You should avoid driving with a chipped or cracked windshield as the natural course of driving will only make things worse and can permanently damage the structural integrity of the windshield. With chips, cracks, or rock-chips in a windshield, it's best to bring the car into an auto-glass repair specialist as soon as the problem is discovered—don't go to a general mechanic or collision center.
Before your trip starts
Before your trip starts, if you notice a windshield chip when you arrive at the car but think it is fine to drive, please document it in your pre-trip inspection. If you are concerned the car is not safe to drive, message the owner to let them know of the situation or contact us directly using the "Help" button on the trip page of the Getaround mobile app. We'll help you secure an alternate vehicle or advise you if we think it's okay to drive the car.
If the windshield chips or cracks in the middle of your trip, please call as soon as you can. We will help you diagnose and resolve the situation.
If the crack is longer than 3 inches or the chip is close to the size of a quarter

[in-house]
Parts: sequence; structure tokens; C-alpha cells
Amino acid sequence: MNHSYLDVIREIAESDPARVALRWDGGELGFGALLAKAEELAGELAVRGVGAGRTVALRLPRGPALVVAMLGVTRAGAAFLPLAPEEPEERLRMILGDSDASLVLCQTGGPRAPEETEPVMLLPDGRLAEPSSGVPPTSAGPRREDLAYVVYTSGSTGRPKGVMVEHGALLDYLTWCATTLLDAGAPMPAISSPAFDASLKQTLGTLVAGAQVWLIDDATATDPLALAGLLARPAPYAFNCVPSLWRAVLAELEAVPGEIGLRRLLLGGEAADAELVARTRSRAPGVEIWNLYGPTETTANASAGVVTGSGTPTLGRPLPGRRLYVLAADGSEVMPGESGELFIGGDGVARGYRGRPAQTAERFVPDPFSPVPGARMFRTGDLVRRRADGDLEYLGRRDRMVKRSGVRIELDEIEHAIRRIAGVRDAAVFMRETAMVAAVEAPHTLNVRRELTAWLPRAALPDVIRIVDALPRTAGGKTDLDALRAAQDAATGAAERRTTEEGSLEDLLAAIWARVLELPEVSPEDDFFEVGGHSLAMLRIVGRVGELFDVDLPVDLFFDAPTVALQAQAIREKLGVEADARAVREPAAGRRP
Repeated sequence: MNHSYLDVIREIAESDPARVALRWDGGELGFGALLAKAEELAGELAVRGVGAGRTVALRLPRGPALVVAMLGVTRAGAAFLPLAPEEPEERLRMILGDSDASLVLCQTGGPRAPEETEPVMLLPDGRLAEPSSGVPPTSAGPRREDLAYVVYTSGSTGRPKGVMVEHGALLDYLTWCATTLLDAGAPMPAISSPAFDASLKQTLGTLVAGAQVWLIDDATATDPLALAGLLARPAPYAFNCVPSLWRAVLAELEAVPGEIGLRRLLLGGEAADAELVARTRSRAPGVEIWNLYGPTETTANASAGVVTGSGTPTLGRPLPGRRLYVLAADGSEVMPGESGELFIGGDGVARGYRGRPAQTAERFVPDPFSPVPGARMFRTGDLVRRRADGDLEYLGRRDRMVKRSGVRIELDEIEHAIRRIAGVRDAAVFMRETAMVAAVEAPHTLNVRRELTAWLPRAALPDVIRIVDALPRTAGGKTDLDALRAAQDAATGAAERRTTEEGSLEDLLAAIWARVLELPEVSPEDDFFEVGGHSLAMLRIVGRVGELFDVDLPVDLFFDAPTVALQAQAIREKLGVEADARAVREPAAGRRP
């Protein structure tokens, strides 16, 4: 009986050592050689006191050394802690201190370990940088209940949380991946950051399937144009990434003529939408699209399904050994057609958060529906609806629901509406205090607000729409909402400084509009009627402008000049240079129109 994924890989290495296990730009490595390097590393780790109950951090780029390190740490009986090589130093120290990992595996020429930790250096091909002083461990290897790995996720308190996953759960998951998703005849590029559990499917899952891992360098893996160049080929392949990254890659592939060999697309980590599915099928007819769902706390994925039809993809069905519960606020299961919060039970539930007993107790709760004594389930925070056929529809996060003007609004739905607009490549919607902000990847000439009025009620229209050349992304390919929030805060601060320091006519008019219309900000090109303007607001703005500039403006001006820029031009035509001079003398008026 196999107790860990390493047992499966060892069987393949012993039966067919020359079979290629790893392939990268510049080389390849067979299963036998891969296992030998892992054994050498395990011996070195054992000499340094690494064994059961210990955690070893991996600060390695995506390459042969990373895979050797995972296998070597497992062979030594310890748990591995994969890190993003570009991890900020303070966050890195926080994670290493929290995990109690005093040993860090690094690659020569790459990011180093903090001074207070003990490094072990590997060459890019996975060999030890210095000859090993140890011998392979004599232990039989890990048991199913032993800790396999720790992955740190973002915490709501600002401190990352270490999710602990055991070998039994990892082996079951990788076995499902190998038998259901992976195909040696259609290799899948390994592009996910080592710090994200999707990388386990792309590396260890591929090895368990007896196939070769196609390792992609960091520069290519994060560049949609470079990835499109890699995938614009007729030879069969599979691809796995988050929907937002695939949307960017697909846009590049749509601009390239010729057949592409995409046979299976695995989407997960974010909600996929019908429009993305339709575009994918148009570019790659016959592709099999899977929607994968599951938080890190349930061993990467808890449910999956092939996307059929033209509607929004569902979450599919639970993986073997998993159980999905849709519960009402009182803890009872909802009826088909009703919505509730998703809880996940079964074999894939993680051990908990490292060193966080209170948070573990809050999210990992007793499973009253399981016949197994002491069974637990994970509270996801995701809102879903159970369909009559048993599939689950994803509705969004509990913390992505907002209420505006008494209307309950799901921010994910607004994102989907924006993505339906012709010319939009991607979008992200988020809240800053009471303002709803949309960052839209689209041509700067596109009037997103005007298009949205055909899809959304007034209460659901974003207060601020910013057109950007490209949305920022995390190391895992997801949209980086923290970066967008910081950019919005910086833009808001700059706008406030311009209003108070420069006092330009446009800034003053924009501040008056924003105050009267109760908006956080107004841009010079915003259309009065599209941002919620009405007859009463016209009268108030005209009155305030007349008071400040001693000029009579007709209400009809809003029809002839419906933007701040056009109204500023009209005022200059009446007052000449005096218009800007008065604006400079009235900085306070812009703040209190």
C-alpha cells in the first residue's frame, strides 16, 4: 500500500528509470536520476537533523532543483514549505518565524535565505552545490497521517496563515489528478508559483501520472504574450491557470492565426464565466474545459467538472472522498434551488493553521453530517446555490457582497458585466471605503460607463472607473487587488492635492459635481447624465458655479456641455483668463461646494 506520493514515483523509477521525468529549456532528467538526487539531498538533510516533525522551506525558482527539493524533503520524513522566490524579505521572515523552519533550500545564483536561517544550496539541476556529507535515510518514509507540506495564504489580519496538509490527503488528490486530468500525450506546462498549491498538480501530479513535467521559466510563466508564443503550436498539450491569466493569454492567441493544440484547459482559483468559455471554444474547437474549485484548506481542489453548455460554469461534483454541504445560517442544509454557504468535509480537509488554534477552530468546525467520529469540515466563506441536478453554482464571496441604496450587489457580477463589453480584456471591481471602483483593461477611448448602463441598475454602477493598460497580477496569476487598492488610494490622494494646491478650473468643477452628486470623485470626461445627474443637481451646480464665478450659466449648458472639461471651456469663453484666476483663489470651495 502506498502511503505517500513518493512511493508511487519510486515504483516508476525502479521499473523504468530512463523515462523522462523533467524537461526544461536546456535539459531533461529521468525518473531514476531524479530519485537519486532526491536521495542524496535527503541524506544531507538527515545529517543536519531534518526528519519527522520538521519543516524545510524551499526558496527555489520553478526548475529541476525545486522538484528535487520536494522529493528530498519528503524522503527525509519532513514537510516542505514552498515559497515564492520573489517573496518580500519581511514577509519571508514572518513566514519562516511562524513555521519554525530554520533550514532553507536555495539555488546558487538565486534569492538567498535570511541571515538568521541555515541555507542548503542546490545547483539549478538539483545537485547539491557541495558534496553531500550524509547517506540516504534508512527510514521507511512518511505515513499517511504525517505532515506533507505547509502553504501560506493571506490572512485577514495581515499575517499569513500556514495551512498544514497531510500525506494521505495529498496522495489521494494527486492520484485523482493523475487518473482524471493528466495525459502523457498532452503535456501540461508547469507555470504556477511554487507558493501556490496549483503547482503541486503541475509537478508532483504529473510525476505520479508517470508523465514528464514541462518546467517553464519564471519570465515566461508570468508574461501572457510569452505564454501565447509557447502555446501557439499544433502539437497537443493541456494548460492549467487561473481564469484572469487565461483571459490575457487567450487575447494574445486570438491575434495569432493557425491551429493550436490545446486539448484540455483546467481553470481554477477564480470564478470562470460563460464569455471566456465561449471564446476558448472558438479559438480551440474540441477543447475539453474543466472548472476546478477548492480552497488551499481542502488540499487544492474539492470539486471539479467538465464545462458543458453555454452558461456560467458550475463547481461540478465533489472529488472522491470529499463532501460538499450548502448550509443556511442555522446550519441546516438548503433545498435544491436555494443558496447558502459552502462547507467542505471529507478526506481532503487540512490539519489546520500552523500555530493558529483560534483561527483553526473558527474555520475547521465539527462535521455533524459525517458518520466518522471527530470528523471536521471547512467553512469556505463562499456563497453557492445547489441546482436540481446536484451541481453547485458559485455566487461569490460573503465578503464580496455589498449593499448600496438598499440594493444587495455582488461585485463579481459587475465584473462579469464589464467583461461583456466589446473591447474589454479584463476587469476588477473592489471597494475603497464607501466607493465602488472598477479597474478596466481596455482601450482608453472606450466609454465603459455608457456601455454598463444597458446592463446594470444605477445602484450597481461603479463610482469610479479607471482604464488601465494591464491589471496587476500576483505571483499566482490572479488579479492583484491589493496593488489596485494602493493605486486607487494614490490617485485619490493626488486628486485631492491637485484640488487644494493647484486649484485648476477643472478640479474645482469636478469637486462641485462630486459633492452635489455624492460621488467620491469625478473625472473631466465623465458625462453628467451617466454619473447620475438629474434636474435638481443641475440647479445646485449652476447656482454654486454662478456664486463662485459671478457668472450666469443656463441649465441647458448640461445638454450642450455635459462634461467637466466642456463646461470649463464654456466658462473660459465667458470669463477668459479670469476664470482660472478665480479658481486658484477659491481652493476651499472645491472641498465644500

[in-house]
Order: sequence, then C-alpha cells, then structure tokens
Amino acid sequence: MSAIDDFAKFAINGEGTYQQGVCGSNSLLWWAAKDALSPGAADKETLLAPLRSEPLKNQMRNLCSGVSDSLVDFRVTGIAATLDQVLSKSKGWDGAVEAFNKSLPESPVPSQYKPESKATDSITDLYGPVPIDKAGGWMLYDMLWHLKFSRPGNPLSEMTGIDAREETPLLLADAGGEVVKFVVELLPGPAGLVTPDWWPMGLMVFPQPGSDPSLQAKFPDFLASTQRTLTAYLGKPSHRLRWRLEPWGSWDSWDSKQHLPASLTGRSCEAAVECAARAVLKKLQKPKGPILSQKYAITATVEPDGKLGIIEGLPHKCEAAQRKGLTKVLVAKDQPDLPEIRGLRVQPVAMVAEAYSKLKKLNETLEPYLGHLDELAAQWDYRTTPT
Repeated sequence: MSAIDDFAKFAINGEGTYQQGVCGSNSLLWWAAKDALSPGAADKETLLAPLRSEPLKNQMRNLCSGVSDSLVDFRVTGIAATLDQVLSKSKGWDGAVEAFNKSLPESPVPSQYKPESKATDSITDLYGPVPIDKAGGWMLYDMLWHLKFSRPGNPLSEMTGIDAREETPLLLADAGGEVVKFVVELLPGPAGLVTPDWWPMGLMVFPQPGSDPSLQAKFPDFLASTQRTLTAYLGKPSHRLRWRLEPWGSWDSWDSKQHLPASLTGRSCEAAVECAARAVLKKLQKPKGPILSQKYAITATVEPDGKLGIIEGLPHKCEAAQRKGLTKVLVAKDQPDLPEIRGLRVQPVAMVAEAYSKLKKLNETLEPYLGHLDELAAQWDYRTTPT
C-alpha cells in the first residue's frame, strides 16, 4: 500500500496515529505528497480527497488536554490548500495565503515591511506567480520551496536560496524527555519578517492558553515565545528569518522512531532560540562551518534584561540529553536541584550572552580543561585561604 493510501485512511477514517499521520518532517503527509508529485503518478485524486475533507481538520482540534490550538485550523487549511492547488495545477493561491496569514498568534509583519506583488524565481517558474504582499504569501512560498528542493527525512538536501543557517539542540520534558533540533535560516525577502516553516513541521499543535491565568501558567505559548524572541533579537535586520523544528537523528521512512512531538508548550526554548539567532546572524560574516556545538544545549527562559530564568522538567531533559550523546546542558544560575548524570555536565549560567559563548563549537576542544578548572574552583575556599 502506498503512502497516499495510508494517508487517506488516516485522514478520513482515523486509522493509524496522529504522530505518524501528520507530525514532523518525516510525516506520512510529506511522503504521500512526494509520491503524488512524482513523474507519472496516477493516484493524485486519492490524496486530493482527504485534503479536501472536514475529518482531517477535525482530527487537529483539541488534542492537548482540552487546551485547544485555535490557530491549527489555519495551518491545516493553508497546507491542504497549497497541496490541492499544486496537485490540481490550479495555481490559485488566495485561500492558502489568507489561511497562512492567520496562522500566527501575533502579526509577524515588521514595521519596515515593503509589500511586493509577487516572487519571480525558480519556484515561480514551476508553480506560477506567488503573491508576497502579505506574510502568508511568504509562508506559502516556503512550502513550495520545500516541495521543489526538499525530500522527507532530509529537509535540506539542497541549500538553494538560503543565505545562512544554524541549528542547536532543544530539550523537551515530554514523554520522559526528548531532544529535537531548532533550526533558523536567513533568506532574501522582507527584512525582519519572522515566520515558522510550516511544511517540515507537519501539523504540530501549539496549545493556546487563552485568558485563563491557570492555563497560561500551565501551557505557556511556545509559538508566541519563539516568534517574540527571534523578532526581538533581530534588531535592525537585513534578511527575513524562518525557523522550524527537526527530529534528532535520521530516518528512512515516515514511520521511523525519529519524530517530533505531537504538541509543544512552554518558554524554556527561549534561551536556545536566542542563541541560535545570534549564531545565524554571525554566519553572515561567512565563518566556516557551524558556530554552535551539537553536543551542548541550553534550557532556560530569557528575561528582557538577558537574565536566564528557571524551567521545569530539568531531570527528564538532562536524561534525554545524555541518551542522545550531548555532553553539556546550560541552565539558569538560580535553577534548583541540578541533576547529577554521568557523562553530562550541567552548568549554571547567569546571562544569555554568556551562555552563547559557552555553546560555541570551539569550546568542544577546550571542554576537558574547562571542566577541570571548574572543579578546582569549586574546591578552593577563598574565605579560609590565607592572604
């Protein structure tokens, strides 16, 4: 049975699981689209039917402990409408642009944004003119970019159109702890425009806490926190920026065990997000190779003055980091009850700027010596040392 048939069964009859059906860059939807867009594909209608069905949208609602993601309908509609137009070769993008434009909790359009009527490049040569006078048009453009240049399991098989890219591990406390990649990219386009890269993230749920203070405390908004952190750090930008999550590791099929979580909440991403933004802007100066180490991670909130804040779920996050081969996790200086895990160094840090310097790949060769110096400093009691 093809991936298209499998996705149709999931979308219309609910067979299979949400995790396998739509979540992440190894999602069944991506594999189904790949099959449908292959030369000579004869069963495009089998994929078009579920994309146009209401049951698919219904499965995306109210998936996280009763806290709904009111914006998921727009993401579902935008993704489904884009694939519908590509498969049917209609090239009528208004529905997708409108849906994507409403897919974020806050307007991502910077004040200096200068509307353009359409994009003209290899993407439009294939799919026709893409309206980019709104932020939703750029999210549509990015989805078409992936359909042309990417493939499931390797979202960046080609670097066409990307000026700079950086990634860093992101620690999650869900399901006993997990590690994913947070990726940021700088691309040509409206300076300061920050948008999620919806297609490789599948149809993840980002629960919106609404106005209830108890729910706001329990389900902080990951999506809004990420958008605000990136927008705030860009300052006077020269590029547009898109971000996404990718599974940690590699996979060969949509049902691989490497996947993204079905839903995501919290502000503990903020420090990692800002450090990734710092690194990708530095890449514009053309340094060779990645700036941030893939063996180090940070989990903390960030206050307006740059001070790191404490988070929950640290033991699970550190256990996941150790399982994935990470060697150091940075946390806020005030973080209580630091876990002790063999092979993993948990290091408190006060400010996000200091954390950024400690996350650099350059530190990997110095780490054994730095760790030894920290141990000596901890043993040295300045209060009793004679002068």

- Stop driving!
- Our insurance applies for a chip or crack that is not normal wear—provided it is properly reported.
- As with all insurance claims, you are responsible for repairs up to the insurance deductible. Be proactive! Unreported damage carries a fee.
If you're forced to drive with a chipped or cracked windshield
- Don't take the car through a car wash as water can seep into and expand the crack or chip.
- Don't slam the car doors or trunk (you shouldn't do this anyway!) as that will send vibrations through the windshield.
- Avoid extreme temperatures from the sun, from ice or snow, or from blasting the A/C inside the car.
- Avoid getting the windshield dirty as that will make repairs more challenging—place Scotch tape over the crack if necessary.